To measure the interactions between two influenza A viruses, we first estimated the values of infection typespecific reproductive numbers before the initiation of isolation and prophylaxis occurred. Because most transmissions that involve A/H1N1 and coinfections are known, the estimates of the infection typespecific reproductive numbers are stable at R ^{1}_{ e } = 1.44 and R ^{C}_{ e } = 0.67, and the reproductive number of A/H1N1 due to coinfection is R ^{1}_{e,C} = 2.01. In contrast, transmissions that involve A/H3N2 were missing and so estimates of their reproductive numbers show some uncertainty: R ^{2}_{ e } has a mean 0.48 and 95 % confidence interval of [0.45, 0.51], and the reproductive number of A/H3N2 due to coinfection is R ^{2}_{e,C} = 1.60 [1.58, 1.62]. Although the estimate of R ^{1}_{ e } for A/H1N1 is in agreement with the usual estimates [15, 17], that of R ^{2}_{ e } for A/H3N2 is much smaller than other estimates which range from 1.19 to 1.37 [17]. The likely reason for this difference lies in the fact that pandemic A/H1N1 is a novel virus while A/H3N2 is an endemic seasonal virus in the study region [12] so some preexisting immunity against A/H3N2 due to the previous infections and/or vaccination reduces its susceptibility and hence its spread. In the presence of coinfection, infectivity of A/H1N1 increases moderately with ϕ_{1} = 1.4. However, the increased infectivity of A/H3N2 in the presence of coinfection is large: ϕ_{2} = 3.28 [95 % CI: 3.18—3.38] and so coinfection is estimated to contribute greatly to the outbreak. This is not inconsistent with Liu et al. [12]’s observation that “no patients had detectable hemagglutination inhibiting antibodies against pandemic H1N1 virus in their acutephase samples”. Although the presence of coinfection can increase the infectivity of each component influenza virus, coinfection itself cannot spread successfully because the cotransmissibility measured by R ^{C}_{ e } is estimated to be 0.67, which is less than one.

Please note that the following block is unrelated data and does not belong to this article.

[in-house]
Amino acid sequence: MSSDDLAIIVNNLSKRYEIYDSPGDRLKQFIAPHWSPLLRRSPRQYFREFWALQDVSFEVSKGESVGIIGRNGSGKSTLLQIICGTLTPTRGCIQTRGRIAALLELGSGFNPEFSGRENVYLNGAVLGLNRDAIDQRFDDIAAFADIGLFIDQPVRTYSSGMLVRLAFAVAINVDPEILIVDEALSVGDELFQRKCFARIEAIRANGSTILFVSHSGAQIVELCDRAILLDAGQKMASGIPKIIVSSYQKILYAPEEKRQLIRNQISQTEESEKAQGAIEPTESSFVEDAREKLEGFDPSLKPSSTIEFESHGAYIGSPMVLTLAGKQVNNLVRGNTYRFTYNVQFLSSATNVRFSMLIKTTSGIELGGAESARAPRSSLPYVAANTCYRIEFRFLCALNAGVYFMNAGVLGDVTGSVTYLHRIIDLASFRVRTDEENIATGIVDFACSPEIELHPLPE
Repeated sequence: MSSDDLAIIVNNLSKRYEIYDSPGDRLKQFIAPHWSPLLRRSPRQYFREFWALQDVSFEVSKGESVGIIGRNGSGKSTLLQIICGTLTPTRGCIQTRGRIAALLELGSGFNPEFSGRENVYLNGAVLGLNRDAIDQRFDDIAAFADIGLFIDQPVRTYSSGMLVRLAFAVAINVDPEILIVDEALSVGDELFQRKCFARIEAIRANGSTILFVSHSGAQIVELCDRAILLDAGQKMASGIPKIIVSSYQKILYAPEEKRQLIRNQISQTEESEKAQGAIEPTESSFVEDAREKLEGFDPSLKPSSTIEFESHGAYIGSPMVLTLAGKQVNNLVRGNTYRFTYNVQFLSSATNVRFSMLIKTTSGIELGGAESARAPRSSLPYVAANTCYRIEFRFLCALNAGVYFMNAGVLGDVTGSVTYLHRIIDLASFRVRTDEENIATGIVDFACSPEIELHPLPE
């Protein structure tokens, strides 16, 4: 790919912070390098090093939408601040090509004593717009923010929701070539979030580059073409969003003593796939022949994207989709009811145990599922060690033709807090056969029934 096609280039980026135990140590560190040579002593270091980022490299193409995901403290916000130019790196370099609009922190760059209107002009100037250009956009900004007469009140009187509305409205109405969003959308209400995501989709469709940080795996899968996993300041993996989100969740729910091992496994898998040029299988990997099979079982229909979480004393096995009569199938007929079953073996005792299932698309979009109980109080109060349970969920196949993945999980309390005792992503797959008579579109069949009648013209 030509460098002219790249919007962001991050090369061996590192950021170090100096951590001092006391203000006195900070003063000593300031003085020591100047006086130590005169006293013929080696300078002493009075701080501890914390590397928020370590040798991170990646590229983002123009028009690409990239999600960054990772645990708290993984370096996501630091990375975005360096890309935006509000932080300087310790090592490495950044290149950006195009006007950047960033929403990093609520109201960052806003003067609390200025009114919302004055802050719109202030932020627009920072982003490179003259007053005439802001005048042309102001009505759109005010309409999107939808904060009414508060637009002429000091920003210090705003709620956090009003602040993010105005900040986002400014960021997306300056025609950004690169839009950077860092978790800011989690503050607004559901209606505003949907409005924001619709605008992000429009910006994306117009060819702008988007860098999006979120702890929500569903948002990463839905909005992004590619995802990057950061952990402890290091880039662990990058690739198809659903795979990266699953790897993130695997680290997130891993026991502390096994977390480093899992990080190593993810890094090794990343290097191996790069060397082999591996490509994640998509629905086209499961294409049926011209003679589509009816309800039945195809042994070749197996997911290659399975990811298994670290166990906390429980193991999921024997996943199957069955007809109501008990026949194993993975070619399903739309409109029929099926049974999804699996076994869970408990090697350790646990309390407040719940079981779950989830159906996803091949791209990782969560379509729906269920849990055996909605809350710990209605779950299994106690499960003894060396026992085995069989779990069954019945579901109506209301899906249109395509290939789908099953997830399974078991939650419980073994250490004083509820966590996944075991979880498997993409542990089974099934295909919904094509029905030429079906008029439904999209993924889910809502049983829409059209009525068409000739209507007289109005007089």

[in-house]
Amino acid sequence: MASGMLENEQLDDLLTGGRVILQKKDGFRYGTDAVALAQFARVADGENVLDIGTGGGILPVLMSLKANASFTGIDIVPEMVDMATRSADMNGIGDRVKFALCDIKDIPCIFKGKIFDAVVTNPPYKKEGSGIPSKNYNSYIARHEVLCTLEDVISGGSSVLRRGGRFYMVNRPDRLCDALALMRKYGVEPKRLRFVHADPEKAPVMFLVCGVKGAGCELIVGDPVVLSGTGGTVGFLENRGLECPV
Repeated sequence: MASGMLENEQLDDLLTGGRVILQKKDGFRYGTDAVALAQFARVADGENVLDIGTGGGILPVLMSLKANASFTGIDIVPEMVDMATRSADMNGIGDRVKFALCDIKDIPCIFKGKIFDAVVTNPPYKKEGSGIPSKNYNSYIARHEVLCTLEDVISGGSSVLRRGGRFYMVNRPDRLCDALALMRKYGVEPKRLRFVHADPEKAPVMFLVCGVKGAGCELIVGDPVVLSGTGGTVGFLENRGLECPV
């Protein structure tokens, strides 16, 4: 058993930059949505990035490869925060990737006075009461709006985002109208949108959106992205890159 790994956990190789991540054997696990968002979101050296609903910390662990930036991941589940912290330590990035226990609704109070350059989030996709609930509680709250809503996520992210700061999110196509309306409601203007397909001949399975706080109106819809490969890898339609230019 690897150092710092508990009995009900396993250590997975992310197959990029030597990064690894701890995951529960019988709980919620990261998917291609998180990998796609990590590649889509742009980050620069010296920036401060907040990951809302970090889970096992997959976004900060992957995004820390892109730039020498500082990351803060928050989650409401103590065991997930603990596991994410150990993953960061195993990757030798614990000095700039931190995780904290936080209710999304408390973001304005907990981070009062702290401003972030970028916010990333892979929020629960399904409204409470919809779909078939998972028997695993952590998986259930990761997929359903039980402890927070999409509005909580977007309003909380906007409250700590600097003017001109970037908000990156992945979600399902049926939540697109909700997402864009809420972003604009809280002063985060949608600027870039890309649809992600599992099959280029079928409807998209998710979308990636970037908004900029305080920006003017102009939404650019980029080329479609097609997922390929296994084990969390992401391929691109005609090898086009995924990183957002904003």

The above results are obtained under the assumption of w = 25 %, which is used to reflect the observation “although there were activities outside the dormitory, the members of the 2 buildings did not interact with each other to any significant extent” (p1361, second column, Liu et al. [12]). If different values of w are chosen, the estimation of transmissibility involved with A/H3N2 virus changes although the results of the overall transmissibility and those involved with A/H1N1 remain nearly the same. With a low value of w (i.e. the mixing between two dormitories become more restrictive), the reproductive number of A/H3N2 due to coinfection (R ^{2}_{e,C} ) decreases while R ^{2}_{ e } increases; this consequently reduces the value of ϕ_{2}. For example, the estimate of ϕ_{2} becomes 3.00 [2.92, 3.13] when w =0.1. This is the outcome because without the index case of A/H3N2 infection, the only possible infectors of A/H3N2 cases 11, 12, 13, 14 in building 2 are coinfection cases 2 and 5, which is independent of the limited mixing rate between two dormitories (w). In the situation without limitation in mixing rates between two dormitories (i.e., w = 1.0), the estimate of ϕ_{2} is 4.57 [4.42, 4.70]. This result implies that in the absence of any unidentified index cases of A/H3N2 infection, coinfection can enhance the transmissibility of each component virus.